Saint John church shut down for non-compliance after Sunday service
UNB law professor says province followed all the rules
The New Brunswick government has shut down a Saint John church it says violated the mandatory order governing religious gatherings.
Officials with Public Safety visited 63 places of worship last weekend, Health Minister Dorothy Shephard said at Tuesday's COVID-19 briefing.
Only one, His Tabernacle Family Church, was non-compliant. She said the investigation is continuing, and the case is before the courts.
Shephard said the Saint John church was one of 600 inspections conducted around the province from Friday to Monday., the Thanksgiving holiday weekend.
She said these included 279 retail stores, 118 restaurants, 137 licensed establishments, five indoor events, a recreational facility, a movie theatre and a gym.
Shephard said officers found "near-total compliance."
His Tabernacle Family Church was ticketed on Oct. 6, for failure to comply with provisions of the mandatory order."
On Oct. 8, Philip James Hutchings, the church's pastor, was in court in Saint John and signed an order agreeing to "make all reasonable efforts to ensure compliance."
On Sunday, several uniformed Public Safety officers attended the Rockland Road church, videotaped those in attendance and recorded licence plates.
A post on Hutchings's Facebook page says his associate pastor was arrested. The post was accompanied by a video showing a man telling officers they couldn't enter the church. He was eventually led away by a uniformed officer.
The man was later released with a promise to appear in court at a later time.
An official letter was sent to Saint John Cornerstone Properties, which is listed as the owner of the property at 348 Rockland Rd., according to the Service New Brunswick website. The letter says that the building will "be closed to public access until it is determined that His Tabernacle Family Church is willing to comply with" the Mandatory order.
Under the province's emergency order, churches have two options. They can choose between requiring proof of vaccination or holding services at 50 per cent capacity with physical distancing, contact tracing lists and no singing. Masks are mandatory with either option.
On Sunday, the church appeared to have a tent set up outside to check the names of people arriving, but the vast majority of people entering and exiting the church were not wearing masks or physically distancing.
The legislation states that peace officers have the power to enter and inspect any business or private dwelling to ensure compliance, and that preventing a peace officer from entering is an offence.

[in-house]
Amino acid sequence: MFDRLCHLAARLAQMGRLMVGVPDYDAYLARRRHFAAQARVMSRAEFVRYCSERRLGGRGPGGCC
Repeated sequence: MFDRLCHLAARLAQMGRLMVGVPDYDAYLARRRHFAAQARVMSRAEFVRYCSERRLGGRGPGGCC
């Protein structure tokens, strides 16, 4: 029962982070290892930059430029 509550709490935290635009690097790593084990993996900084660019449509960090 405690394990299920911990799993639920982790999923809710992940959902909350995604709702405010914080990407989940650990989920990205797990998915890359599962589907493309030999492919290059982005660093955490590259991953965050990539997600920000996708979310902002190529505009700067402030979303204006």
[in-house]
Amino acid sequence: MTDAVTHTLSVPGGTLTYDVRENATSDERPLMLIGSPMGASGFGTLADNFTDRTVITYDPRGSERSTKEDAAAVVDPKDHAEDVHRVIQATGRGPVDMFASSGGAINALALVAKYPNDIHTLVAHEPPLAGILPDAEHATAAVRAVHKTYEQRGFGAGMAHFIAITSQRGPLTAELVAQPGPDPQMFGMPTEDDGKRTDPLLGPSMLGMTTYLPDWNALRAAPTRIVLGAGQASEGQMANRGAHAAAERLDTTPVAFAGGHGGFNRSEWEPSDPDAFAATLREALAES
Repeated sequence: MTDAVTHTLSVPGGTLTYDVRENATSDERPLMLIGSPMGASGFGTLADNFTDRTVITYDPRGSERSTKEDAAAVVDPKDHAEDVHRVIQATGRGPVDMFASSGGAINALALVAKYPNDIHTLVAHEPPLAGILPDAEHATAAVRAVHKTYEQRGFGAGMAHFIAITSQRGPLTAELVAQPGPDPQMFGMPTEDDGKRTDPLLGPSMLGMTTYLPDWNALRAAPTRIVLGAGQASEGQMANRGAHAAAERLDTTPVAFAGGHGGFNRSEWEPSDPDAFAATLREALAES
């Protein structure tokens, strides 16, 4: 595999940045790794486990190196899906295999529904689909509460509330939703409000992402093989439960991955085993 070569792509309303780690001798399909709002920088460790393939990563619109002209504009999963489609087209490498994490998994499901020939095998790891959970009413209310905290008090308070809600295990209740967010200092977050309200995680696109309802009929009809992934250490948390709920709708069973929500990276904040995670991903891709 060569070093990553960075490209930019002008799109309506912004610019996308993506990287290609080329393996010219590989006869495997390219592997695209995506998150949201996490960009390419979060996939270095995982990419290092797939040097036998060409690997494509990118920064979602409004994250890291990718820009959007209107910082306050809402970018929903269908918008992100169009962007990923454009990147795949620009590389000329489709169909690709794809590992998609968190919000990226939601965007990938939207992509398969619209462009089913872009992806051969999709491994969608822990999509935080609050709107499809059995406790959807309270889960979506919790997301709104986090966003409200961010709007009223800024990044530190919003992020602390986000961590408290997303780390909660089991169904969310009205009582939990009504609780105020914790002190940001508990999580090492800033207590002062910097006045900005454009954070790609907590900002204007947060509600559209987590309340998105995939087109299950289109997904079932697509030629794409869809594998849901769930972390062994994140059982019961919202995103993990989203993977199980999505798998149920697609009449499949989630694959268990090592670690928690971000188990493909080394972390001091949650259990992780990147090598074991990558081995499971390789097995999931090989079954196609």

Churches a source of COVID-19 transmission
Premier Blaine Higgs has said churches have played a role in the growth of cases provincially. He said that's why the province stepped up restrictions for churches, after initially not doing so.
During Tuesday's briefing, Shephard said she couldn't be specific about how many of the province's cases are related to faith-based gatherings.
"But what I can say is that we do know that there was a significant number in the month of September that came from church gatherings," although she said the same could be said of any gathering.
At a briefing last month, Public Health epidemiologist Mathieu Chalifoux said about 10 per cent of a "network" of 700 COVID-19 cases in New Brunswick in September were "related to worship-type events."
Shephard said the vast majority of churches have complied with the rules, some even choosing to hold virtual gatherings.
"I am deeply appreciative that nearly every religious leader and faith community in New Brunswick is doing the right thing by keeping their community and their province safe," said Shephard.
"They are requiring proof of vaccination or having smaller, distanced mass gatherings, or they are taking their celebrations online temporarily. These are tough decisions but necessary ones, and I appreciate the leadership that is being shown."
A Sunday evening post by the pastor of His Tabernacle Family Church, meanwhile, seems to indicate that they found a way around the province's rules.
"WE HAD A PACKED SERVICE TONIGHT & IT WAS POWERFUL!!! But I forgot to tell Public Safety that we changed locations … #TheKingdomAlwaysWins."
What the law says
The Emergency Measures Act gives the province the power to authorize such searches in an attempt to ensure compliance with the law, said Kerri Froc, an associate law professor at the University of New Brunswick.
She said "the minister can authorize any person properly identified as authorized to enter any building or on any land without warning."
"And if you obstruct any person in doing so, or they fail to comply with an emergency order, they can be subject to being charged with a provincial offence and there's some fines involved," explained Froc.
She said there are a number of considerations, including whether the Emergency Order is constitutional, because ordinarily, a peace officer would need a warrant in order to enter and search.
Examining all of those issues, and the manner in which the officers entered, Froc says the church has no legal basis to argue against the province's actions.
She said the incident did not violate the Charter of Rights or New Brunswick's laws.
"It's compliant with the statute, it's compliant with the order. So I don't think that the church here has any leg to stand on," said Froc.
With files from Rachel Cave